There is a lot of money in business that gets spent not because it needs to be, but more because of image or fantasy ideal. Partners, leaders, and steak holders constantly debate wether or not the image of a new office space would be worth the cost. Is it time to get someone to professionally develop a website for you? Maybe splurging on embossed business cards would be worth the impression it will give. Is it time to move to the cloud? It's the cool new thing to do, right? It’s important to give these matters a fair bit of consideration. No one answer will ever be the answer, but bellow are some guidelines and questions that may help your decision process.
Why are we changing?
Don’t let yourself get blindsided by a flashy sales guy, or envy towards another company who may have your proposed change already in place. Just because the luxury car dealer down the road has metallic business cards doesn’t mean your company needs them. Just because Google uses ProsperWorks doesn’t mean you need to.
Really think about why you want to implement the change(s) you’re considering. Think about big picture here. (We’ll get a bit more granular moving forward.) Are you considering new accounting software because your finance department is too overworked? Are you looking at a structured training program because too many new hires quit in the first 90 days?
No matter what the answer is, make sure you have an answer that’s compelling enough to warrant the cost/ trouble of implementing a change.
What is the benefits of this change?
Now it’s time to look a little deeper. So, you’re looking at a new accounting software because your finance team is overworked. How will this new software help with that problem? This is when you should get into specifics. Write a list! (Bellow is an example.)
Automated payment reminders
-Saves our team writing ~3 emails a week
Digital “pay now” option
-Saves our team processing ~2 checks a week
Integration with expense app
-Saves manual input of ~40 recipes per week
Tracks milage automatically on app
-N/A (Company doesn’t pay milage)
Once you list out all the shiny bells and whistles, you can think about what they will actually mean to your team. Sometime something may seem like a great feature, but when you really think about it, it doesn’t actually contribute to your organization.
What are the drawbacks of change?
There are always drawbacks. Sometimes they are limited to just the trouble of implementation, but sometimes they go beyond that. If you’re switching your CRM, the constant drawback will always be having to move your data over. Mapping fields, importing, creating custom fields, and setting up user permissions are all pretty constant drawbacks. However, they’re all temporary. Look more into operations post change over. Maybe you will no longer be able to assign contacts to multiple companies. Maybe your new CRM won’t have automatic email tracking. There are almost always pros and cons to a change. Make sure you take a very good look at the cons to make sure they are properly outweighed by the pros!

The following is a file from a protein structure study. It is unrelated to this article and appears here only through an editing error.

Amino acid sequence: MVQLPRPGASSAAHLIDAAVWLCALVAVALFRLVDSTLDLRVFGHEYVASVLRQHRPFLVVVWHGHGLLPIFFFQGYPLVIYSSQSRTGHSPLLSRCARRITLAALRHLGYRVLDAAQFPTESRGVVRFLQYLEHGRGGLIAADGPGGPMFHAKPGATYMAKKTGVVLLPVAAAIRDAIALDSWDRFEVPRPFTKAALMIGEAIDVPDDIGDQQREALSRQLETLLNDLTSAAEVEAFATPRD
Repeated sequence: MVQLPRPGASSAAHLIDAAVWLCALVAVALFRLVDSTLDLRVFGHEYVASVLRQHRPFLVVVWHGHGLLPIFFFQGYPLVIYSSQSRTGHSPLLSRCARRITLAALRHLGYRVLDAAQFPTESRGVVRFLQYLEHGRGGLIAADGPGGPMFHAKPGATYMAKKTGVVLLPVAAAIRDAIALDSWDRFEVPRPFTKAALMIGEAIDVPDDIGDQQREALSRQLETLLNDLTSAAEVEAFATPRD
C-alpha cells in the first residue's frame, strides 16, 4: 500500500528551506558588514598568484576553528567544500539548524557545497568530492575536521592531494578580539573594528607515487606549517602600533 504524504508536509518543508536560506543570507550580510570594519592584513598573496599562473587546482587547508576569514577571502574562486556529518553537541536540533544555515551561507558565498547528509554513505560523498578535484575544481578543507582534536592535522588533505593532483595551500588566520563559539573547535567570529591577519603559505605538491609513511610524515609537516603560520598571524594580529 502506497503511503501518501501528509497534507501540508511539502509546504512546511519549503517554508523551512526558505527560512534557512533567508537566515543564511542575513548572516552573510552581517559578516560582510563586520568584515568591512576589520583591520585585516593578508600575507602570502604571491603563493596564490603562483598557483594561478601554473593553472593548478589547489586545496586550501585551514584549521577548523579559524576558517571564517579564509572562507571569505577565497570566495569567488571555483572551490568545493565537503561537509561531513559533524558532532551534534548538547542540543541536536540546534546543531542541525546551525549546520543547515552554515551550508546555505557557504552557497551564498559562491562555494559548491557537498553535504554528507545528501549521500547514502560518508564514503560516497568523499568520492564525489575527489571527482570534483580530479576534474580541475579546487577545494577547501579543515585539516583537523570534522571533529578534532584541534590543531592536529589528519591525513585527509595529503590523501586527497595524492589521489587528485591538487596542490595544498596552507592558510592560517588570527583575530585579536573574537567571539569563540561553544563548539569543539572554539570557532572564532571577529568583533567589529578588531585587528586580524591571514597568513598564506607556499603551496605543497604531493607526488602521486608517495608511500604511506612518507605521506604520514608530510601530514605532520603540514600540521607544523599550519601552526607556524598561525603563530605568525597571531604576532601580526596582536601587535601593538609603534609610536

What else will this change impact?
Changes are almost never isolated. If you implement a new training program, you may need to hire a new trainer. A new trainer may mean you need to re-structure your HR department. Maybe you want your training to be accessible online, which means you’ll have to look into web development. You don’t have the ability to create physical materials, you may have to find a printing company to work with.
Spend a little while thinking about what all may be impacted by your change(s). When you run into a problem, find a secondary solution and go through the list again with that change. This cascading planning process might take a while, but having a complete picture is priceless. I’ll give one last example of what I mean.
You want new marketing software in order to automate more processes. However, the new solution you’re looking at will no longer interface with your vendor’s systems. This means you’ll run the risk of not forwarding their promotions. Some further research shows that there is a work around, and your vendor’s system can interface with your CRM instead. What are the benefits of that? What are the drawbacks? Worth it? But now you have campaigns that are not unified. Some more research shows that you can connect your CRM to the new marketing platform, but it takes a third party service. What are the benefits of that? Drawbacks?
You see how one change can lead to much more than you bargained for! Some implementation hiccups are almost unavoidable, but there’s nothing worse than getting half way through a project only to realize that your fancy new tool breaks a mission critical process. Plan for as much as you can, and you’ll never regret it.